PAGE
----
The movie Moneyball, starring Brad Pitt and Jonah Hill, documented how a small, struggling professional baseball team used analytics to compete against larger, better-funded teams. That seems to be happening in business as well. As businesses collect more and more data about their customers and the marketplace, analytics seem to rule, especially in erasing the differences between competitors in size and resources. But could our focus on analytics be leading us astray? Often, analytics drive us to transactional solutions, which may not be the driver of long-term success. Ray Killebrew, of Primerica, speaking at the October 2018 CX Talks conference in Atlanta, urges us to reconsider, saying “It’s not always about analytics, it’s about relationships.”
Killebrew references social media strategist Ted Rubin and his approach to relationships. Rubin uses a metric called Return on RelationshipsTM (#ROR) which is “the value that is accrued by a person or brand due to nurturing a relationship. ROI is simple $’s and cents. ROR is the value (both perceived and real) that will accrue over time through loyalty, recommendations, and sharing.”
Return on Relationship is not truly a metric because it contains elusive, qualitative aspects. So, this is not to say that the actual measurements marketers use to evaluate relationship health are not valuable. We continue to measure customer engagement, satisfaction, loyalty and newer social and digital metrics (such as number of Facebook fans, Twitter followers, retweets, site visits, video views, and positive ratings. However, we should think of them as only part of the story – the leading indicators that something might need attention.
Both Rubin and Killebrew give guidelines to building customer relationships. (Interesting, these steps could also apply if you want strong, supportive relationships with your team or co-workers.)
- Figure out what you want to accomplish from these relationships so you can be intentional in how you build them.
- Understand your audience. This almost goes without saying, but you certainly can’t build a relationship with customers unless you understand their context, what motivates them, and what they value.
- What are your customers saying? What are their pain points? What are their current solutions and what do they like or dislike about them? Listen first so that when you do speak, you get it right.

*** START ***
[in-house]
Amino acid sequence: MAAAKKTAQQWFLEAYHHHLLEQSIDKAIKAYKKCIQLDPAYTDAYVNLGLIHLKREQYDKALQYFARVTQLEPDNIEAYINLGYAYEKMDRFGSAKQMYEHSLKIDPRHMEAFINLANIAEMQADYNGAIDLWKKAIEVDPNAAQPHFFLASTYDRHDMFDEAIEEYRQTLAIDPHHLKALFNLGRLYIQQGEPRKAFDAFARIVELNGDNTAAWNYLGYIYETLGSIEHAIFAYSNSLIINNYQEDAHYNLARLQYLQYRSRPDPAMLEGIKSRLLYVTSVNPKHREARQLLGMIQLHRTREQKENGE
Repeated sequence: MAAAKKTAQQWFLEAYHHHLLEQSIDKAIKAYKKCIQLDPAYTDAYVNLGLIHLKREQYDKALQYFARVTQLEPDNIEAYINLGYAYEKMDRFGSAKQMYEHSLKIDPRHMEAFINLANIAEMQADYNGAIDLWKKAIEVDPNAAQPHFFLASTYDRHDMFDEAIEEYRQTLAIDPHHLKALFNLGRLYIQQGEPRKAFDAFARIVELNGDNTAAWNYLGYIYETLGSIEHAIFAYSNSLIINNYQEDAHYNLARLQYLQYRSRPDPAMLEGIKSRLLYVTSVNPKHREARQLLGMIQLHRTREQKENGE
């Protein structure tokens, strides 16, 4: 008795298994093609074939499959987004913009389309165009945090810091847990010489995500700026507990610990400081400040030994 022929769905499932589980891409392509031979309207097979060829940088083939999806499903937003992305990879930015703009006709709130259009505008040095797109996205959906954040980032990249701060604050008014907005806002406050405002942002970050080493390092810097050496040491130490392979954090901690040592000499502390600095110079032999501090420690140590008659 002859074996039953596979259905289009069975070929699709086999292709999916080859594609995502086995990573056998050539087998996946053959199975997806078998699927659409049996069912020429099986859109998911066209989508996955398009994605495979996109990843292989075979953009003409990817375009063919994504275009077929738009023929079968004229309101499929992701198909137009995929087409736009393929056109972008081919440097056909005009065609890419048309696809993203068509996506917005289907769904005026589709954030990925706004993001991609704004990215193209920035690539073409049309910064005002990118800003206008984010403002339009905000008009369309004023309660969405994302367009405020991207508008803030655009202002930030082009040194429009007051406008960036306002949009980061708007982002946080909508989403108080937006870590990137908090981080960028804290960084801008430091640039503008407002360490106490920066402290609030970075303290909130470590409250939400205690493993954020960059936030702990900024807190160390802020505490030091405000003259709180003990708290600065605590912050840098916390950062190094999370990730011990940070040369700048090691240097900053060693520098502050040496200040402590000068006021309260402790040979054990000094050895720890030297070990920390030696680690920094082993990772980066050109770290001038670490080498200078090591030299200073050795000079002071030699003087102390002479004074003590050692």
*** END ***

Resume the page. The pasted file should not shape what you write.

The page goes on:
- Understand that strong relationships do not happen overnight. They take consistent effort over time. Be patient!
- Communicate (Part One). As you build relationships, celebrate small wins. You must be a good storyteller and educator to enroll others in your vision for the relationship.
- Now that you know the right problems, focus. Bring people together to ideate and find solutions for customer pain points. In this way, you build advocates and fans throughout your customer base, as well as throughout your organization.
- Communicate (Part Two). Expand your communications to tell others’ stories – your advocates and fans. Build the community and stay social. Celebrate your wins.
- Rinse and repeat. You cannot stay still in a relationship as expectations are constantly changing. Once you solve a customer pain point, what’s next? Use the same process constantly to build and strengthen relationships. As Rubin writes, “Building relationships is about starting meaningful dialogue and taking the time to thoughtfully and genuinely engage in ongoing conversation. Relationships focus on getting to know your consumer and giving them reasons to stay engaged — not just getting them to react. This needs to be all the time… not simply campaign or initiative based. That is the biggest mistake being made today by marketers and brands… with consumers, and especially with influencers.”
If we only focus on the numbers, we risk missing the people. You can’t have a relationship based on one-off clicks or transactions. Ray Killebrew said: “Connections are easy; maintaining relationships is hard.” If marketers want the long-term benefits of strong customer relationships, we will have to do the hard work to build them.